Thursday, March 24, 2005

2 Best Book in Texas History—BOTH IN EDUCATION

I am very pleased to announce two recent book awards by two dear friends and colleagues, Professors Amilcar Shabazz (University of Alabama) and Carlos K. Blanton (Texas A & M University) both of whom are also on this list. Professor Shabazz won the T. R. Fehrenbach Book Award for his book, "Advancing Democracy: African Americans and the Struggle for Access and Equity in Higher Education in Texas" while Professor Blanton won the Coral Horton Tullis Memorial Prize by the Texas State Historical Association for the best book on Texas. His book is titled, "The Strange Career of Bilingual Education in Texas, 1836–1981." My students did read the Blanton text this semester and found it to be engaging, informative and nuanced on the topic of bilingual education. I look forward to reading the Shabazz book. What’s particularly cool is that these awards seldom go to educational histories in great part because so few are written. And this year, we have two such texts! I hope that these books will spur greater interest in research on education in Texas and beyond. I’m so proud of you and so very happy for you and your families, as well! -Angela
The T. R. Fehrenbach Book Award honors original research and publication of material that preserves, records and recounts the prehistory and history of Texas. The program is named in honor of T. R. Fehrenbach, former Texas Historical Commission chair and Texas history author.

"Advancing Democracy: African Americans and the Struggle for Access and Equity in Higher Education in Texas"
Amilcar Shabazz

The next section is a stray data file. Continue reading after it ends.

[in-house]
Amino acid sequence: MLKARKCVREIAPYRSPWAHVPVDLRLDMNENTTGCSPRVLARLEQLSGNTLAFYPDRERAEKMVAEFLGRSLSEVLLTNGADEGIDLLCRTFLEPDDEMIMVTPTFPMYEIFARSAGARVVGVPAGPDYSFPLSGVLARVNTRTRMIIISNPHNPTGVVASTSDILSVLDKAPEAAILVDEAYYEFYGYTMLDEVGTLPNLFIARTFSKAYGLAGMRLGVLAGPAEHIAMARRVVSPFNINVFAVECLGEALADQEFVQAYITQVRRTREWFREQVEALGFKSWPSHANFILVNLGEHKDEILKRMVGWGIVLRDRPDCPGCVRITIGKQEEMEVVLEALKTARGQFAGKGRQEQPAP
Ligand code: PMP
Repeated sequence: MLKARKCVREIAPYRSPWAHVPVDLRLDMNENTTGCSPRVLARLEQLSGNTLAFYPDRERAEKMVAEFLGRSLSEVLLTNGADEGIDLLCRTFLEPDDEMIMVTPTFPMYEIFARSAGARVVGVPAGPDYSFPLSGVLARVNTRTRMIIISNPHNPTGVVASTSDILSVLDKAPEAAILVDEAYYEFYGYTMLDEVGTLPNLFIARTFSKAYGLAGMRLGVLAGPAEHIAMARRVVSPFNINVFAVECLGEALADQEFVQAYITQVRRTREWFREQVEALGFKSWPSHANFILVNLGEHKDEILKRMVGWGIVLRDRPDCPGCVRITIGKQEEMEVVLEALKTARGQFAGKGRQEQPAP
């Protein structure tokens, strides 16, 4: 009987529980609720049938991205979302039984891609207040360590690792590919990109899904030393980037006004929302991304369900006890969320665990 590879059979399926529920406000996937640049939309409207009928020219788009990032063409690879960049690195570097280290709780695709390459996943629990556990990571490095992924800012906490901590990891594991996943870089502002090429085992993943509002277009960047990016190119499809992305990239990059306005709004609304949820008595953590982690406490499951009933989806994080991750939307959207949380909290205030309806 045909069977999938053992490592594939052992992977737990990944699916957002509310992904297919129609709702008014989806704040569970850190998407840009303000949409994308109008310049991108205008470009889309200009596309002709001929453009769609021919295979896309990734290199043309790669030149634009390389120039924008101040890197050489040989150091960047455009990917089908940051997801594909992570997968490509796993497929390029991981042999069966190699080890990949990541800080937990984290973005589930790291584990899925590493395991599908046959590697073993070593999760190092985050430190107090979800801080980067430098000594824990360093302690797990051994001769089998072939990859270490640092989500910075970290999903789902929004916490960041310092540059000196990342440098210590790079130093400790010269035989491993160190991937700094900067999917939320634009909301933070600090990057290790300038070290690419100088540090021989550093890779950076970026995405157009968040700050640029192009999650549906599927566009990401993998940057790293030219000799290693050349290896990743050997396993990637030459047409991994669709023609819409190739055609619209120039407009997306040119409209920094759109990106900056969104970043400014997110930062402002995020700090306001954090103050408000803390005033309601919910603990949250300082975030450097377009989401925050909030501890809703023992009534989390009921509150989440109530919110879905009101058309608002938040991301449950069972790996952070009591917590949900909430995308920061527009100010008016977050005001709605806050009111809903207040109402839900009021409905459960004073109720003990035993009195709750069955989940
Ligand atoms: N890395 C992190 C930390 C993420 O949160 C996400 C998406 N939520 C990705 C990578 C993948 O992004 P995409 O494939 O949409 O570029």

As we approach the fiftieth anniversary of Brown v. Board of Education (1954), it is important to consider the historical struggles that led to this groundbreaking decision. Four years earlier in Texas, the Sweatt v. Painter decision allowed blacks access to the University of Texas's law school for the first time. Amilcar Shabazz shows that the development of black higher education in Texas--which has historically had one of the largest state college and university systems in the South--played a pivotal role in the challenge to Jim Crow education.

Shabazz begins with the creation of the Texas University Movement in the 1880s to lobby for equal access to the full range of graduate and professional education through a first-class university for African Americans. He traces the philosophical, legal, and grassroots components of the later campaign to open all Texas colleges and universities to black students, showing the complex range of strategies and the diversity of ideology and methodology on the part of black activists and intellectuals working to promote educational equality. Shabazz credits the efforts of blacks who fought for change by demanding better resources for segregated black colleges in the years before Brown, showing how crucial groundwork for nationwide desegregation was laid in the state of Texas.

You may purchase this text at or at UNC Press
Winner of the 2005 Coral Horton Tullis Memorial Prize awarded by the Texas State Historical Association for the best book on Texas

"The Strange Career of Bilingual Education in Texas, 1836–1981"
Carlos Kevin Blanton

Despite controversies over current educational practices, Texas boasts a rich and vibrant bilingual tradition—and not just for Spanish-English instruction, but for Czech, German, Polish, and Dutch as well. Over the course of the nineteenth and twentieth centuries, Texas educational policymakers embraced, ignored,
rejected, outlawed, then once again embraced this tradition.

In The Strange Career of Bilingual Education in Texas, 1836–1981, Carlos Kevin Blanton traces the educational policies and their underlying rationales, from Stephen F. Austin's proposal in the 1830s to "Mexicanize" Anglo children by teaching them Spanish along with English and French, through the 1981 passage of the most encompassing bilingual education law in the state's history. Drawing on primary materials, Blanton presents the Texas experience in light of national trends and movements, such as Progressive Education, the Americanization Movement, and the Good Neighbor Movement.

By tracing the many changes that eventually led to the re-establishment of bilingual education in its modern form in the 1960s and the 1981 passage of a landmark state law, Blanton reconnects Texas with its bilingual past.

You may purchase this text at or at Tx A & M Press

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